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Good environments matter. Every NHS patient should be cared for with compassion and dignity in a clean, safe environment. Where standards fall short, they should be able to draw it to the attention of managers and hold the service to account. PLACE assessments will provide motivation for improvement by providing a clear message, directly from patients, about how the environment or services might be enhanced.
April 2013 saw the introduction of PLACE, which is the system for assessing the quality of the patient environment, replacing the old Patient Environment Action Team (PEAT) inspections. The assessments primarily apply to hospitals and hospices providing NHS-funded care in both the NHS and private/independent sectors but others are also encouraged and helped to participate in the programme.
The PLACE collection underwent a national review, which started in 2018 and concluded in summer 2019. The question set has been significantly refined and revised, and guidance documents have been updated. The review ensures that the collection remains relevant and delivers its aims. As the changes have been extensive, it is important to note that the results of the 2019 assessments will not be comparable to earlier collections.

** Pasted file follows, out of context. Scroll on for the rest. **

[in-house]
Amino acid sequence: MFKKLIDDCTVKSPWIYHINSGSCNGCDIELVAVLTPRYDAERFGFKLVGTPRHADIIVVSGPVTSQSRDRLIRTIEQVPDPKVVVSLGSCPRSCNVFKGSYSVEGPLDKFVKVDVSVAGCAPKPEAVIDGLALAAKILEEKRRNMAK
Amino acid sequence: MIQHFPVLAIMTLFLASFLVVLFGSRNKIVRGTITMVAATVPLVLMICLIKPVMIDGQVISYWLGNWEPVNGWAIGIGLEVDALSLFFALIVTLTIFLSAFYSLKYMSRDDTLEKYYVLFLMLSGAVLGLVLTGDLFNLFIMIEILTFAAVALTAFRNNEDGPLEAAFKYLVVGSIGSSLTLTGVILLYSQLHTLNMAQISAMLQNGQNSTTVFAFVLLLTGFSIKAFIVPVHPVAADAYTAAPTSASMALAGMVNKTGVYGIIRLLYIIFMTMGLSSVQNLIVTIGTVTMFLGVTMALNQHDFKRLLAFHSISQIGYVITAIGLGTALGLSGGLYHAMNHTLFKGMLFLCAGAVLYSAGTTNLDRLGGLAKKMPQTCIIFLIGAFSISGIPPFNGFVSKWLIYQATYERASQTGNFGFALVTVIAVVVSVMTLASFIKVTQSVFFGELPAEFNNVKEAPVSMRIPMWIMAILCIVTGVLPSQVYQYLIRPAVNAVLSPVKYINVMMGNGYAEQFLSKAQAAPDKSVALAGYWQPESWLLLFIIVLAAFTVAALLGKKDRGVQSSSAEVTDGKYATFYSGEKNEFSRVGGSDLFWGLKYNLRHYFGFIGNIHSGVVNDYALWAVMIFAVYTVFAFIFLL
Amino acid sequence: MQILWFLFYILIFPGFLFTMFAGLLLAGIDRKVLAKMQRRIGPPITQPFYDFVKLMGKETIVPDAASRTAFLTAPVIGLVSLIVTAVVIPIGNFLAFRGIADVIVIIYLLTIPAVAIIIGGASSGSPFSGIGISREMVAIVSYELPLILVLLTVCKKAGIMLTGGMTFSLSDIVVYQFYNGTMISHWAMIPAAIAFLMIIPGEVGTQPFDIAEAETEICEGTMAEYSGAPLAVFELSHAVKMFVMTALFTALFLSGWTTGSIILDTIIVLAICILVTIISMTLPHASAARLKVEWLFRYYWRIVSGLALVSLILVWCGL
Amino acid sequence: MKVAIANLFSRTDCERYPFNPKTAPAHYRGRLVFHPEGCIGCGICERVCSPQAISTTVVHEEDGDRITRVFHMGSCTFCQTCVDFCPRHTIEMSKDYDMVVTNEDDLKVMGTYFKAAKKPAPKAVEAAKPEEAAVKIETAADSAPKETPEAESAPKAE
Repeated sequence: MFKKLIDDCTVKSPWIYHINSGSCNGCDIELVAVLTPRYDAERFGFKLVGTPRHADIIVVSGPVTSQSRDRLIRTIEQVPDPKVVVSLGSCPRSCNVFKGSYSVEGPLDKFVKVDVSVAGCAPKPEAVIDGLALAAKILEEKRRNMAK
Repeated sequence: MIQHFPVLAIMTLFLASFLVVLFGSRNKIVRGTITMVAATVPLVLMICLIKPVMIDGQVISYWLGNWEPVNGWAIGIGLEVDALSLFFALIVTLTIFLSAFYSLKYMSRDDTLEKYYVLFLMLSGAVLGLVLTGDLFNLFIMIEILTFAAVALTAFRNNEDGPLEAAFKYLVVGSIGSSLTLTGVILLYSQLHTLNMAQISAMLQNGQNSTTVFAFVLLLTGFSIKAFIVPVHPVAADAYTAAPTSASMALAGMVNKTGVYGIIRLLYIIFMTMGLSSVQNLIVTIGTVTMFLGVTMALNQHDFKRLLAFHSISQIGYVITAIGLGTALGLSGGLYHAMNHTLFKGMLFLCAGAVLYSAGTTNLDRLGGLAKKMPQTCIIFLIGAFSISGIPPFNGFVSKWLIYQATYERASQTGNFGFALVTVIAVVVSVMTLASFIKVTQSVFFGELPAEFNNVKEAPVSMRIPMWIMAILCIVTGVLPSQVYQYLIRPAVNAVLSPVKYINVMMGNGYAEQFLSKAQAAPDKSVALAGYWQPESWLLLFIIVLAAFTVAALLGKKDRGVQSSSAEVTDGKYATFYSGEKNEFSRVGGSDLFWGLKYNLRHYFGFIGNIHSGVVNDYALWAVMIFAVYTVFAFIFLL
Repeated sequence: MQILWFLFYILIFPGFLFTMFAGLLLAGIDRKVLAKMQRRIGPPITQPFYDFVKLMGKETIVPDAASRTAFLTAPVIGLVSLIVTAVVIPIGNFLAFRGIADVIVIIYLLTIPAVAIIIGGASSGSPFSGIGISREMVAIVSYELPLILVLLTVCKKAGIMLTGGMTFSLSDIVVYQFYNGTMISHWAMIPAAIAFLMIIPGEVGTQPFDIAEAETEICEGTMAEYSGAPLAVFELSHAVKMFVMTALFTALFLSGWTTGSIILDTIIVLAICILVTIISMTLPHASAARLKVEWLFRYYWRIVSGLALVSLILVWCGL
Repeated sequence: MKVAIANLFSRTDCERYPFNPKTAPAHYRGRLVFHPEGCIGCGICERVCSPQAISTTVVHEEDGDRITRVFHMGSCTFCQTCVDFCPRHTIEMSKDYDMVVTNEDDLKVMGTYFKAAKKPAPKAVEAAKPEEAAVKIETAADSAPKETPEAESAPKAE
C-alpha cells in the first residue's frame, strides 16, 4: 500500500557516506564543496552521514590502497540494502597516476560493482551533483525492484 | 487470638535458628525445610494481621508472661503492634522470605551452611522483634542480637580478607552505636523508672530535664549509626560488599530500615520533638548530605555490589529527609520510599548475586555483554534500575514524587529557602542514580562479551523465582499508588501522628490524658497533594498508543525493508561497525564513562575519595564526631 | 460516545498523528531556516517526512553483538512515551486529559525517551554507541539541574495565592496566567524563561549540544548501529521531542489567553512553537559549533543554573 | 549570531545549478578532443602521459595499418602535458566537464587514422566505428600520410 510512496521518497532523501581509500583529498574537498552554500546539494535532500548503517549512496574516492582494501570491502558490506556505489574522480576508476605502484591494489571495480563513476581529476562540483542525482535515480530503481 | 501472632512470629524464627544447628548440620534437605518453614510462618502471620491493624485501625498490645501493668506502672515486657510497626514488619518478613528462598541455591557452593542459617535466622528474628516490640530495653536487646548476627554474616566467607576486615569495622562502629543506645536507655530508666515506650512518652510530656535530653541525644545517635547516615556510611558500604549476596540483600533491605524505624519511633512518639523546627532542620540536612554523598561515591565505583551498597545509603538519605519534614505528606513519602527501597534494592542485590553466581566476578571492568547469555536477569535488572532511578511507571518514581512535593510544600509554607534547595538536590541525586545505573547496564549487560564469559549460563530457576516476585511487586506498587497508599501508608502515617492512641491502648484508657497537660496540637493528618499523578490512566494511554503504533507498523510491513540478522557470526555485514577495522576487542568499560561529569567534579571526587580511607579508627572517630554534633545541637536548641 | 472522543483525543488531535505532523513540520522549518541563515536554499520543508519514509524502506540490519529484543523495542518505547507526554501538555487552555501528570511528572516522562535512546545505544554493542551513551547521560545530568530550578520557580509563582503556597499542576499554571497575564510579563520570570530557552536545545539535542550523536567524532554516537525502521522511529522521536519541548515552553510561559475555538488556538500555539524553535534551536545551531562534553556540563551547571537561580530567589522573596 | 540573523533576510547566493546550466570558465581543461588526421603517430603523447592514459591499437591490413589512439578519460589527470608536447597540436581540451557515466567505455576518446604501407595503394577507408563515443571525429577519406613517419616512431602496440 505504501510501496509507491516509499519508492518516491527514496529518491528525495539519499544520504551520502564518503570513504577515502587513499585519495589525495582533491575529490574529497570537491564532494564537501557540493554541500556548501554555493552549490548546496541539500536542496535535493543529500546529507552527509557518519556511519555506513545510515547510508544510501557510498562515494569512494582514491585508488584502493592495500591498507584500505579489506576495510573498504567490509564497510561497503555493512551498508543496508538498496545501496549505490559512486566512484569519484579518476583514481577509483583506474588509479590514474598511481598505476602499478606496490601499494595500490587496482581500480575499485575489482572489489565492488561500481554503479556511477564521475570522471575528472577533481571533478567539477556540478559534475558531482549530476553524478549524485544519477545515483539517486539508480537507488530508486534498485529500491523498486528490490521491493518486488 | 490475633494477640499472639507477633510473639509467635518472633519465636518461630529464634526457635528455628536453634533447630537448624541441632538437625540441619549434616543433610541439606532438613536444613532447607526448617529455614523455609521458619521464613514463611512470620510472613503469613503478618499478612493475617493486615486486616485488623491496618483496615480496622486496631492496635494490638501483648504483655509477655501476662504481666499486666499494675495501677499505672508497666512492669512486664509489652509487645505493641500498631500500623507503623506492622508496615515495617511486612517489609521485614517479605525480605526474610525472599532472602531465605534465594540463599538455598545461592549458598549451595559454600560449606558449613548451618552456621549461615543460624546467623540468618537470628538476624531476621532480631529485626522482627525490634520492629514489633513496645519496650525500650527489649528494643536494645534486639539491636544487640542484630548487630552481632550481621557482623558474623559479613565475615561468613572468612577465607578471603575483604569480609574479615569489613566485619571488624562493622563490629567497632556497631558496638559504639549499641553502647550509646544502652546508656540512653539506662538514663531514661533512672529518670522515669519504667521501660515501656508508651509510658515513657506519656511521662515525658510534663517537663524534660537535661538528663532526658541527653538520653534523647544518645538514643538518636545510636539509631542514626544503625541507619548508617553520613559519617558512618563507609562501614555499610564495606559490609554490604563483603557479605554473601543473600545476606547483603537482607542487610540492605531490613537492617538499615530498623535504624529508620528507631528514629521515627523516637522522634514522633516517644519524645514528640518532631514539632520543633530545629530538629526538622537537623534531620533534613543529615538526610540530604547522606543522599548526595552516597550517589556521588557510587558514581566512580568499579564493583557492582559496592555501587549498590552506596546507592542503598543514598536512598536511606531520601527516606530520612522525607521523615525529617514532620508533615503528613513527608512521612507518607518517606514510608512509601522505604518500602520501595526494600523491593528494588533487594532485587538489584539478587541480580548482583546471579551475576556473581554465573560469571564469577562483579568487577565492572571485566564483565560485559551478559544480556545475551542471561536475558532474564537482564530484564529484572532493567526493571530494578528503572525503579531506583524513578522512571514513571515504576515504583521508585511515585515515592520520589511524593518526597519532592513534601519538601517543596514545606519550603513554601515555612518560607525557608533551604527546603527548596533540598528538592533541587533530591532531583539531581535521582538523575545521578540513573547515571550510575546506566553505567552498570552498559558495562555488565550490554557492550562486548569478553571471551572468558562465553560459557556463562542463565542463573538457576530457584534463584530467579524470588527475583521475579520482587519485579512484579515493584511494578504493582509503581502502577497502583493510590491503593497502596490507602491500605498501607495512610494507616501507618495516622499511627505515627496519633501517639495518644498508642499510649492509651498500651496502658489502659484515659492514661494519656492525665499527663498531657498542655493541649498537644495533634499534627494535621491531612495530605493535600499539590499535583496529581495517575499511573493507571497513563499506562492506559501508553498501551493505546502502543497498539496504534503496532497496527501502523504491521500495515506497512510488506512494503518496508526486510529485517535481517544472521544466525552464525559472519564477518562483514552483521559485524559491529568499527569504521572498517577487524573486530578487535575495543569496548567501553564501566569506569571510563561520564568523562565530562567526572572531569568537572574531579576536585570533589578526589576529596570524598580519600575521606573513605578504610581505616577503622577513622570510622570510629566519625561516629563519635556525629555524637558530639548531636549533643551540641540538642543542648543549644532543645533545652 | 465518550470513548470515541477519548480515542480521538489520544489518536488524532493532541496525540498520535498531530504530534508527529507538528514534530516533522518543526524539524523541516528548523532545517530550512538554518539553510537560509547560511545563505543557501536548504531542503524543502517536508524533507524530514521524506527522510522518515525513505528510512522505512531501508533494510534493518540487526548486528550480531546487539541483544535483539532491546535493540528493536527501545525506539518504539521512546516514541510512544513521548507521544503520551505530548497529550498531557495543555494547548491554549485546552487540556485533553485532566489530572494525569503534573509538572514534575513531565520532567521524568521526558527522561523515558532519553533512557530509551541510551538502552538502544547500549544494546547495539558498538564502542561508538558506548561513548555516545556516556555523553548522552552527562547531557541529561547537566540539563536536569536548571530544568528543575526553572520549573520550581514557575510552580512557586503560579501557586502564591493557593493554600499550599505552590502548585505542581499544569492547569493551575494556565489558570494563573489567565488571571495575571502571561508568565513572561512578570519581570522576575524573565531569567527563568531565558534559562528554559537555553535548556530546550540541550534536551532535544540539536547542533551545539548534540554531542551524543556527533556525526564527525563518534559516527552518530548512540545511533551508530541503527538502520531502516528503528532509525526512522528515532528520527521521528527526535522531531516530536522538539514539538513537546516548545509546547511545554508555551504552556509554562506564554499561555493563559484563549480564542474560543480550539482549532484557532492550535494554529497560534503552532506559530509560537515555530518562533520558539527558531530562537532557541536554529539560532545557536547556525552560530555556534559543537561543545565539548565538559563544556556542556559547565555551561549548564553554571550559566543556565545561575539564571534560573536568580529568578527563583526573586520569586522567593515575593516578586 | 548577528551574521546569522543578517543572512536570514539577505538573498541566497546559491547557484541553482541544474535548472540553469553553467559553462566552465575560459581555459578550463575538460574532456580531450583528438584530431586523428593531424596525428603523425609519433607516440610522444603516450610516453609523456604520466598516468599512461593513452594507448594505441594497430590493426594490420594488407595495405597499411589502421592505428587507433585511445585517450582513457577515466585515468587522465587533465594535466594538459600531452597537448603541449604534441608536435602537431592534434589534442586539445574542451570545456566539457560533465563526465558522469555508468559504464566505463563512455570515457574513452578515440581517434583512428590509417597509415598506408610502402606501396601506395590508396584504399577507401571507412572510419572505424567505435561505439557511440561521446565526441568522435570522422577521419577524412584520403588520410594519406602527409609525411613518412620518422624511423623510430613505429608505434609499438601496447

We are making the assessment forms available now so that organisations may begin to review the changes. Further documentation including all guidance will be published soon, and data providers will be invited to a training webinar.
Please do not attempt to undertake PLACE assessment until all materials are available and the assessment period has officially launched.
The assessments involve local people (known as Patient Assessors) going into hospitals as part of teams to assess how the environment supports the provision of clinical care, assessing such things as privacy and dignity, food, cleanliness and general building maintenance and, more recently, the extent to which the environment is able to support the care of those with dementia. From 2016 the assessment will also look as aspects of the environment in relation to those with disabilities.
Recruitment and training of patient assessors is the responsibility of those organisations undertaking assessments.
The assessments take place every year, and results are published to help drive improvements in the care environment. The results show how hospitals are performing both nationally and in relation to other hospitals providing similar services.
It should be noted however that the assessment focuses exclusively on the environment in which care is delivered and does not cover clinical care provision or how well staff are doing their job.